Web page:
It can occur in many different clinical entities such as severe hypertension and pre-eclampsia, or due to cytotoxic or immunosuppressive therapies, but all these heterogeneous aetiologies are grouped together because of similar neuroimaging findings. It is also often referred to as reversible posterior cerebral oedema syndrome, or hyperperfusion encephalopathy, or brain capillary leak syndrome. Nevertheless, none of these names is completely satisfactory; the syndrome is not always reversible, and it is often not confined to either the white matter or the posterior regions of the brain. The pattern of oedema in PRES can be widespread and can involve the entire brain. It was first described in 1996, when Hinchey et al. originally described a posterior hypertensive encephalopathy syndrome with a predominant posterior distribution of imaging findings on computed tomography (CT) or magnetic resonance imaging (MRI) .
PRES is often unsuspected by clinicians, and therefore a radiologist’s recognition of the characteristic imaging findings is key in diagnosing this syndrome. It not only helps in not delaying therapeutic measures, but also in preventing deleterious work-ups or wrong therapeutic approaches .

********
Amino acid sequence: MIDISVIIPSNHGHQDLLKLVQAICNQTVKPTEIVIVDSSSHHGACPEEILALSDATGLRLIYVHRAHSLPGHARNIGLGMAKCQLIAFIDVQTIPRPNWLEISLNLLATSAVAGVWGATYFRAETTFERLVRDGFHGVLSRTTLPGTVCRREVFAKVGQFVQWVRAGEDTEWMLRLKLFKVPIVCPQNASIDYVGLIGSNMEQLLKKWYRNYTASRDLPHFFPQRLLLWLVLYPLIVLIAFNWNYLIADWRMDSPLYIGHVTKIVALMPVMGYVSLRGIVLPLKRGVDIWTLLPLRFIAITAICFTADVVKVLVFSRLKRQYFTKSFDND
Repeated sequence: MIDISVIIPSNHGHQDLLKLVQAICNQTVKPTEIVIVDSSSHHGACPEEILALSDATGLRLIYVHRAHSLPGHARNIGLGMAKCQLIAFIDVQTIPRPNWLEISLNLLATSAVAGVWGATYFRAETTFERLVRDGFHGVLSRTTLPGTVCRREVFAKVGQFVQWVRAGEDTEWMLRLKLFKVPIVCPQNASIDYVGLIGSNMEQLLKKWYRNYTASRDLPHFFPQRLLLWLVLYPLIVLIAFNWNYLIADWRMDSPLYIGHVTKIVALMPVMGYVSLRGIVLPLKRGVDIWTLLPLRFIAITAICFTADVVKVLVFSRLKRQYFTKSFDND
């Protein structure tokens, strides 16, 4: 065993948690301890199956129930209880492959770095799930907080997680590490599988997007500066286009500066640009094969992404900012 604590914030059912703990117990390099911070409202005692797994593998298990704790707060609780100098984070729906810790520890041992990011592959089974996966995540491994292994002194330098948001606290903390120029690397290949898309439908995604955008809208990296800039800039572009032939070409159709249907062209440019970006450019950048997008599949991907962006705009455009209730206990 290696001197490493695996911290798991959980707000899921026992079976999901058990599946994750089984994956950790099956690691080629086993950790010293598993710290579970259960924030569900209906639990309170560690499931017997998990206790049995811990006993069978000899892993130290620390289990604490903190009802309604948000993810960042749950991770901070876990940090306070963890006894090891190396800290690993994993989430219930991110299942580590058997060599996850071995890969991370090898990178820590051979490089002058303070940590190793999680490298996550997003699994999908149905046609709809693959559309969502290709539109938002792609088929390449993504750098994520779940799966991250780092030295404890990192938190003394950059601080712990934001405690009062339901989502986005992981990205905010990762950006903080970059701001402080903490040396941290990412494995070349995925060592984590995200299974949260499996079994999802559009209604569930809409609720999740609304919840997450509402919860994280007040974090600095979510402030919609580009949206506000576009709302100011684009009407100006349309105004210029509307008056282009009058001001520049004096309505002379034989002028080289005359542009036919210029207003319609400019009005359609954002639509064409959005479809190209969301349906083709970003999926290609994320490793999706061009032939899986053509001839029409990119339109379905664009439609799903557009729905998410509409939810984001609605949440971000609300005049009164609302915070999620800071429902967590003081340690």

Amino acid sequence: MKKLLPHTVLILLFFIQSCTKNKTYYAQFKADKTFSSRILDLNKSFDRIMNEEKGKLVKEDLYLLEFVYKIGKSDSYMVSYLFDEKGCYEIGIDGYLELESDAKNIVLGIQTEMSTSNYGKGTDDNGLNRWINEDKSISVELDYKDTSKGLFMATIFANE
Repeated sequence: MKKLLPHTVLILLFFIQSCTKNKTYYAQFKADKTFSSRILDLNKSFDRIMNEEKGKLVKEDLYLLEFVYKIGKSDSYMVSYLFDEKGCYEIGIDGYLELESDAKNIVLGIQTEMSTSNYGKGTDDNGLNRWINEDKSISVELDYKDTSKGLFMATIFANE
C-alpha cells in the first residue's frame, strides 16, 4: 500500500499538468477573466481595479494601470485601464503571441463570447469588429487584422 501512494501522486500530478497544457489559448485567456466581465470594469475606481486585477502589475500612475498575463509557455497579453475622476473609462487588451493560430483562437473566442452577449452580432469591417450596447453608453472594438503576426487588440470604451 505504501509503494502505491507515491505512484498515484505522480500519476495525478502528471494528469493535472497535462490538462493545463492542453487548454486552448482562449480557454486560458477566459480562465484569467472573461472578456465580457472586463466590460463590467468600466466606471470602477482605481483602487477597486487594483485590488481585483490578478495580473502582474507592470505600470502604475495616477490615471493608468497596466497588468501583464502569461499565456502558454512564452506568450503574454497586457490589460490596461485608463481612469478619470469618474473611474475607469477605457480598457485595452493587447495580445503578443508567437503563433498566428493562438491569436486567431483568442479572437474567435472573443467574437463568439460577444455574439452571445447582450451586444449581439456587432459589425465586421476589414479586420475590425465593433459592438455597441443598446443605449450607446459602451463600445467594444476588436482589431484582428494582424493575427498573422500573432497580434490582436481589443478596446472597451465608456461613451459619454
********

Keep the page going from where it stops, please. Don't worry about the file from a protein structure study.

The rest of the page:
The pathogenesis of PRES is unclear, but the most prominent feature is dysregulated cerebral autoregulation and endothelial dysfunction . Endothelial dysfunction is an important mechanism in the pathophysiology of PRES, especially in cases associated with cytotoxic therapies or preeclampsia . The pathogenesis of PRES is controversial. One theory postulates injury to capillary bed secondary to hypertension, leading to hyperperfusion and cerebral oedema. However, the theory fails to explain both the absence of underlying hypertension in up to 20 to 30% of patients and the lack of a positive correlation between cerebral oedema and severity of hypertension. Another hypothesis is that vasoconstriction in response to evolving hypertension leads to reduced brain perfusion and cerebral oedema [5, 6]. Cytotoxic drugs have direct toxic effects on vascular endothelial cells, leading to disrupted blood-brain barrier, consequent capillary leakage, and vasogenic oedema.